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    Never put 100% stake in a tome claiming to contain "secret" knowledge, especially if it is available to everyone.

    There are mistaken translations everywhere, and probably not all of them due to ill intent (i.e. "camel through the eye of a needle," which somehow persists even though the mistaken translation is fairly well known).

    The universal "telephone" game applies to just about everything. It applies to the media, to texts handed down, to translations of translations of transcriptions of transgressions. Part of the human condition is putting information received into story so that it can be remembered easier, and these stories get out of hand very quickly.

    On that note, when it comes to a good story (origin stories of the cosmos), those are often not buried under quite as much trash, and magically, there are still surviving documents that can be seen in their original clay form. Hmm.

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    Quote Originally Posted by Dragon's Tail View Post
    There are mistaken translations everywhere, and probably not all of them due to ill intent.
    Not all of them, but there are some cases (that I know of) where there was intentional ill-intent to "water down" the original texts via selective/incomplete translations and/or via intentional alterations made to the original texts. I won't mention any names of such "perpetrators" here, but some of you (more likely of the pre-millennial variety ) may be well aware of such instances...

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    For this same reason I am not a big fan of RAMS. I also found a the translations had differences and large portions missing.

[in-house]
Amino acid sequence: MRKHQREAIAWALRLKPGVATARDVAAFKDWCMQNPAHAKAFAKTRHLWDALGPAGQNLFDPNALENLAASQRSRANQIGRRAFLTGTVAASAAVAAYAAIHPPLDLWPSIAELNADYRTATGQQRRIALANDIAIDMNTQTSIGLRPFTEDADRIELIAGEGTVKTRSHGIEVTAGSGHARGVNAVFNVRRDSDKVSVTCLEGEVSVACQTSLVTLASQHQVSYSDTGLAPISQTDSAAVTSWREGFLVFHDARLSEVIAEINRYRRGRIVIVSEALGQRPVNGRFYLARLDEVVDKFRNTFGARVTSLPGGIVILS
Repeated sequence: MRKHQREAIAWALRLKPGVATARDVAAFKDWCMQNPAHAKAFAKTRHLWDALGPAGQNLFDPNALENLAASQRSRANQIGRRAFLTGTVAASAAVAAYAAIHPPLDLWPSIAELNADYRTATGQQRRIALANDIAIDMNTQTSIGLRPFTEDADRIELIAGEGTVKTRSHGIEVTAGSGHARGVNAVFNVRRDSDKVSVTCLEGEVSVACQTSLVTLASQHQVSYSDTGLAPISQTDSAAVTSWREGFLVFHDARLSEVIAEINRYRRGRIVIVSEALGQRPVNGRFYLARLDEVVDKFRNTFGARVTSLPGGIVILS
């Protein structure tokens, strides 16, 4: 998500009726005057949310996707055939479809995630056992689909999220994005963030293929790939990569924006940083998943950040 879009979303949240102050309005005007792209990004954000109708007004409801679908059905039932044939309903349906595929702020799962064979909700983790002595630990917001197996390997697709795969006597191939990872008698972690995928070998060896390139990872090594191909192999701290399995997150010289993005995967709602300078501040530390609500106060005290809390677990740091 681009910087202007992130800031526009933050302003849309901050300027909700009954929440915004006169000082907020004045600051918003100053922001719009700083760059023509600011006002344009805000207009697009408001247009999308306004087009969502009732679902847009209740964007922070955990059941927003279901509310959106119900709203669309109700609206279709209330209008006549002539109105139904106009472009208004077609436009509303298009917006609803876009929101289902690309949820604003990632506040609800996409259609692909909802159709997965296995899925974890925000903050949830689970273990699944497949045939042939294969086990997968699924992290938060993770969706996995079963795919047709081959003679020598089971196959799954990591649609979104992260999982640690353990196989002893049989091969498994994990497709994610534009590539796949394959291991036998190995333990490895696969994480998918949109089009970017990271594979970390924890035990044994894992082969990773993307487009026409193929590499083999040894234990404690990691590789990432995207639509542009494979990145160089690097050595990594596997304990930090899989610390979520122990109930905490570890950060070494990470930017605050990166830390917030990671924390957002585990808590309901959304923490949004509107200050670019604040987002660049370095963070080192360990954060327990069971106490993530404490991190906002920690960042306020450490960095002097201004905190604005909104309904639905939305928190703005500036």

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    Quote Originally Posted by Andro View Post
    Not all of them, but there are some cases (that I know of) where there was intentional ill-intent to "water down" the original texts via selective/incomplete translations and/or via intentional alterations made to the original texts. I won't mention any names of such "perpetrators" here, but some of you (more likely of the pre-millennial variety ) may be well aware of such instances...
    Oh don't get me wrong. I know all too well the nature of this monster, also seeded in our "humanness," or so it seems being that it's so prevalent. Everyone wants to make a story "their way" for "their reasons." This happens in the news, in stories, in any kind of written material really. It only makes sense that it would apply throughout history, in fact, I'm sure Marcus Arelius mentioned this kind of thing going on at least once in his journal.

    I'm not sure about what you are inferring with the "some of you" thing precisely. I personally tend to stick to my own philosophies and work, and find interesting correlations in bits of text here and there. But I'm not going to bother myself about this little phrase. I know nobody who is a saint, and even the saints had their dirty little secrets. We're all guilty of something, another part of being human.

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    There are no errors in this book:



    Quote Originally Posted by Andro View Post
    GRRRR!!! ARRRRGGGG!!!
    Usually the reaction when the student surpass the teacher.

    Donít let the delusion of reality confuse you regarding the reality of the illusion.


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    Quote Originally Posted by Awani View Post
    There are no errors in this book:

    Usually the reaction when the student surpass the teacher.
    What's that got to do with ANYTHING posted on this thread?

    You admittedly have no interest in Laboratory Alchemy - and possibly no interest in its related literature either?

    If this is indeed the case, it would not be a crime to just let things be, every once in a while ...